Wednesday, March 18, 2009

Outside My Comfort Zone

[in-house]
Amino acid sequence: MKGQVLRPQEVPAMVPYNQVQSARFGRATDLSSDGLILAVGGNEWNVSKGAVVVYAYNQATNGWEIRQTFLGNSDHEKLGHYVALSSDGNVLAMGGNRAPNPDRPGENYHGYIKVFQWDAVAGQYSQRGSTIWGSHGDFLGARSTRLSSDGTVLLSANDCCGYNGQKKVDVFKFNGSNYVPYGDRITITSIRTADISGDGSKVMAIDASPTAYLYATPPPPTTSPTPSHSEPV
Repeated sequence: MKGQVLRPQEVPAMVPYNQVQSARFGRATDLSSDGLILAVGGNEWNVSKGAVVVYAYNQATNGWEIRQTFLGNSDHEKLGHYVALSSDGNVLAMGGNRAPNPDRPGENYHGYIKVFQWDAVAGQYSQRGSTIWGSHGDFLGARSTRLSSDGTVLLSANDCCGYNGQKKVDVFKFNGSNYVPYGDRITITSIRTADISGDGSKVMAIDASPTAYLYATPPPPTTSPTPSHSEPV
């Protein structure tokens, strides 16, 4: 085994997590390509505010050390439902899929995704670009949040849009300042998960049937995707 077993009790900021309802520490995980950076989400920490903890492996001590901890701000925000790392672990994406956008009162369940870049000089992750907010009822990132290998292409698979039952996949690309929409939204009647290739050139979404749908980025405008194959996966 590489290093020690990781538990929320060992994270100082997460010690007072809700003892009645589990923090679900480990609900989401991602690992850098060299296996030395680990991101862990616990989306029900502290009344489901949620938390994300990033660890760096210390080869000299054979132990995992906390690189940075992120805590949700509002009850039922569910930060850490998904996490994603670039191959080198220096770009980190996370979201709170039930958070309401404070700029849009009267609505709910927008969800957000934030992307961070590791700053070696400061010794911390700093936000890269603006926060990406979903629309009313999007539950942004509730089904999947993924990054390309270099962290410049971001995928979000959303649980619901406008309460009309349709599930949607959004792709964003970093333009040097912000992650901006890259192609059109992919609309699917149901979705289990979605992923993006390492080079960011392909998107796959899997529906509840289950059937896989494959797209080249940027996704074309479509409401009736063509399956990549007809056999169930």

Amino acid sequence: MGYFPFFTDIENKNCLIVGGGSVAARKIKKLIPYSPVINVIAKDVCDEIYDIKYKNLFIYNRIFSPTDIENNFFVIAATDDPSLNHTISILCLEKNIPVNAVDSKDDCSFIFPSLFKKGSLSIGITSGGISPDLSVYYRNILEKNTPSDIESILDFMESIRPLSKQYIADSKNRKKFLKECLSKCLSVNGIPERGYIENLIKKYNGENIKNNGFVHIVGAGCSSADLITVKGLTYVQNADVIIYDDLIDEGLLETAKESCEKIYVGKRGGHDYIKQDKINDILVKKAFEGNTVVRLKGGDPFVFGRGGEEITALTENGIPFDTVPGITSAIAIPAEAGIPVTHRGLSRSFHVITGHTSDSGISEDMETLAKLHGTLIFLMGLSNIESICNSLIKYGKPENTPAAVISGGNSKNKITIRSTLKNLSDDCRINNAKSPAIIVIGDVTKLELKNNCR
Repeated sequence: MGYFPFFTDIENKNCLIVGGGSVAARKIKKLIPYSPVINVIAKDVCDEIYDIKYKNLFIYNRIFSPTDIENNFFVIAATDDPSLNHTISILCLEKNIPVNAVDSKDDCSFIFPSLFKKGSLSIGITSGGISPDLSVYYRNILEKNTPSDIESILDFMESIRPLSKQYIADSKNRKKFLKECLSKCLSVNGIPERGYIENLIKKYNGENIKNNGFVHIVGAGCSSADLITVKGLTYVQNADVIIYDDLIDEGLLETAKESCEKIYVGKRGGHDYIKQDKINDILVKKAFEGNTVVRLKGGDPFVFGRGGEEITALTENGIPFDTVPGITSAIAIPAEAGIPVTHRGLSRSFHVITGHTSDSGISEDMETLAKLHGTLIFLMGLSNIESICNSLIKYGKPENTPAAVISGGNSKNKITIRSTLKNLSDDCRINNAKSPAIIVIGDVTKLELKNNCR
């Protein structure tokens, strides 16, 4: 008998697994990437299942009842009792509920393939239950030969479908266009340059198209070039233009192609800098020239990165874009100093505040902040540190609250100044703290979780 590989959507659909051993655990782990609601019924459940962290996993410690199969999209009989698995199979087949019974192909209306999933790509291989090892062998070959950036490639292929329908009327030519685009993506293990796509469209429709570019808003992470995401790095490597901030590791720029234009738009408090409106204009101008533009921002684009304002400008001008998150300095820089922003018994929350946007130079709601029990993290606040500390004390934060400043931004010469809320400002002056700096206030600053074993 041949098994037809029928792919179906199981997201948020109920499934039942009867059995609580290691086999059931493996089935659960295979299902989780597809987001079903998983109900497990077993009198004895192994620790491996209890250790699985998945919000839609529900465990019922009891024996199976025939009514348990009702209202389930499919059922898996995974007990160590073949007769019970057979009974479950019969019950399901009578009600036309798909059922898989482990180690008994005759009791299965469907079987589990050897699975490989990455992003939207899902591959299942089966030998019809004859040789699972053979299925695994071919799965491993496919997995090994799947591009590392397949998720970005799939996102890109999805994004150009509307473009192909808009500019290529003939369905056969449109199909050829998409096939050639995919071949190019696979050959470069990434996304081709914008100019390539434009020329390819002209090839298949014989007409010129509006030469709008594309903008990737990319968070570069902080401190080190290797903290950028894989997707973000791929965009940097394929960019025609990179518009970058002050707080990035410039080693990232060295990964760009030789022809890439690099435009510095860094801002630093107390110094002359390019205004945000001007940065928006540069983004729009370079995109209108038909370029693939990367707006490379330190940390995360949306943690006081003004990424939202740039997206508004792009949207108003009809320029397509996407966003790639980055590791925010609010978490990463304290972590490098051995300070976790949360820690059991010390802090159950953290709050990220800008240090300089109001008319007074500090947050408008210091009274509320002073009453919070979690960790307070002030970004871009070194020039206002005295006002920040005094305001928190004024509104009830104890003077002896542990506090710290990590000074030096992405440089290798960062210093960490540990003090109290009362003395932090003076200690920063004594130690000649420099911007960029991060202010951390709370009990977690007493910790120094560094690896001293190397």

I visited relatives recently in the north of Israel. I had not been to their house in a while and, though they live on a small quiet street, I drove past their home without recognizing it. What ultimately identified the house for me was a big tree they had planted in the yard some 40 years ago. I drove past the house at first because I didn’t see it. Since I was there last, they erected a big wall around their property, 4-5 feet high. Behind the wall, all the windows were covered with iron bars. While this is not uncommon in Israel, and many other places throughout the world, I was sad to see that they felt the need to make their quaint home into a compound. The house is very modest, small and old. There’s no indication of wealth and no particular reason why they’d need to protect their house specifically. So I was saddened to learn about an increase in violent theft and robberies throughout the area in which they live. I was sad to hear about it because in my utopian perspective of how Israel SHOULD BE, the increase of crime in general, and particularly against a person and his/her property, is particularly upsetting. I was saddened to hear that they feared opening their door to strangers, parking their car at the mall, and even suspicious telephone solicitations. I was saddened for them personally, but also for the state of things, that an older couple living in the same home for four decades no longer feels safe there. As we were talking, I couldn’t help but think about how, as far as personal security and crime, I felt the complete opposite. Maybe part of it is my naiveté. But a large part was very ironic. Because I live on the “West Bank”. Five years ago as I planned to make aliyah and told them that we were considering the “West Bank” they were horrified. Politically, we’re very different and I have learned a lot from them about how the far left thinks. (That’s a topic for another article.) They were horrified no doubt because, to them, the “West Bank” is not a place for a nice Jewish boy. They felt that the communities I was considering were unsafe. I’d be putting myself and my family in harm’s way. And politically, to put it nicely, they did not think that this was a prudent move for the good of the country. I did not have the heart to tell them in fact how safe, free and comfortable we are and feel. And how I am saddened for them in their loss of this feeling. While several of my Israeli relatives have actually dared to cross the “green line” to visit us and celebrate our smachot, I am mindful that they are uneasy with this for their own physical safety, as well as – in some cases – making a political statement that they’d rather not be making. It’s to their credit that they do join us from time to time. But most of the time, as much as we’ll invite them just to come visit, this is not something they will do. It is outside their comfort zone. During the 2006 Lebanon War I spent a few days in the north, working and bringing material and moral support to residents who had not fled. As the war progressed, and hundreds of thousands of Israelis from the north ran for the safer center of the country, we joined many neighbors in inviting people to move in with us. We had no idea how long the war would last or when they’d be able to go home, but we invited everyone we knew nonetheless: Friends and relatives. Arabs and Jews. I admired that, with only one exception, everyone we invited to join us stayed in their homes in the north. But it could not go unnoticed that for the majority of our relatives and friends whose political views are to the left of ours, the irony of being safer in the dreaded “West Bank” than they were in the north did not escape us. More recently, a similar situation took place. During the Gaza fighting, many here invited residents of Sderot and surrounding communities to move in, or even come for Shabbat as a respite from the daily barrage of rockets. For many, daily rocket firing was something they were used to so they stayed in their homes. Others thanked us, but politely declined as they were scared to come here. They were more afraid of perceived fear of life in the “West Bank” than living under a daily barrage of kassam and katyusha rockets. The most vivid depiction of this took place when two truckloads of vendors’ wares were on their way to a nearby community where Gush Etzion residents enthusiastically organized a shuk of Sderot vendors selling everything from food and disposable plates to electronics and clothes. This was a means to support those who lived in the war zone, economically as well as morally. But as the trucks were approaching their destination, one of the drivers heard something about rocks being thrown at vehicles somewhere in the “West Bank,” and he decided that to come here was unsafe. And so, while almost at his destination, he turned around with a truck load of things that we’d have bought, and went back to the safety of Sderot. I suppose everyone has their comfort zone. Some are politically oriented, and some are based on perceived level of personal security. For me, I could never live in a situation where I had to put a wall around my house. I look back on life in suburban New Jersey and recall how we’d never let the kids play alone in the front yard for a different set of reasons. Here, my kids have much greater freedom. While we raise them aware of other challenges we face, it’s a small price to pay for being able to live here. Here, I am mindful of my surrounding, but grateful for the freedom that we have just to live.

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